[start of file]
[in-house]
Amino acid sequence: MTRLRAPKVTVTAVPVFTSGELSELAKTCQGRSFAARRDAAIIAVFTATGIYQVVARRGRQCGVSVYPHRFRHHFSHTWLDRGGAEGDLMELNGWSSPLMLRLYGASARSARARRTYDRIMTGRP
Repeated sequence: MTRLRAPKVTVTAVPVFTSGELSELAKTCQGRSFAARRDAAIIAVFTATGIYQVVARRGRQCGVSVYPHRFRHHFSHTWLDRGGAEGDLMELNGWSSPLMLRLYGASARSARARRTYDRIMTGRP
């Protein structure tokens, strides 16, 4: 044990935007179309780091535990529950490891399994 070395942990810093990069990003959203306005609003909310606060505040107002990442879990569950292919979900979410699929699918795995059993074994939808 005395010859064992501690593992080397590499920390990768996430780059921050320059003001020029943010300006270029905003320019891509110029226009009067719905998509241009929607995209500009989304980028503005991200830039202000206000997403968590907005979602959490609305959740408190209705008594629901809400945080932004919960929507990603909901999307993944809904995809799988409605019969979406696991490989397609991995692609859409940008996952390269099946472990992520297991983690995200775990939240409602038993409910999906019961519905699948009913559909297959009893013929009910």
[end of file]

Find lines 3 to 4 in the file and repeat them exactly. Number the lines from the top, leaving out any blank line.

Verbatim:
Repeated sequence: MTRLRAPKVTVTAVPVFTSGELSELAKTCQGRSFAARRDAAIIAVFTATGIYQVVARRGRQCGVSVYPHRFRHHFSHTWLDRGGAEGDLMELNGWSSPLMLRLYGASARSARARRTYDRIMTGRP
């Protein structure tokens, strides 16, 4: 044990935007179309780091535990529950490891399994 070395942990810093990069990003959203306005609003909310606060505040107002990442879990569950292919979900979410699929699918795995059993074994939808 005395010859064992501690593992080397590499920390990768996430780059921050320059003001020029943010300006270029905003320019891509110029226009009067719905998509241009929607995209500009989304980028503005991200830039202000206000997403968590907005979602959490609305959740408190209705008594629901809400945080932004919960929507990603909901999307993944809904995809799988409605019969979406696991490989397609991995692609859409940008996952390269099946472990992520297991983690995200775990939240409602038993409910999906019961519905699948009913559909297959009893013929009910």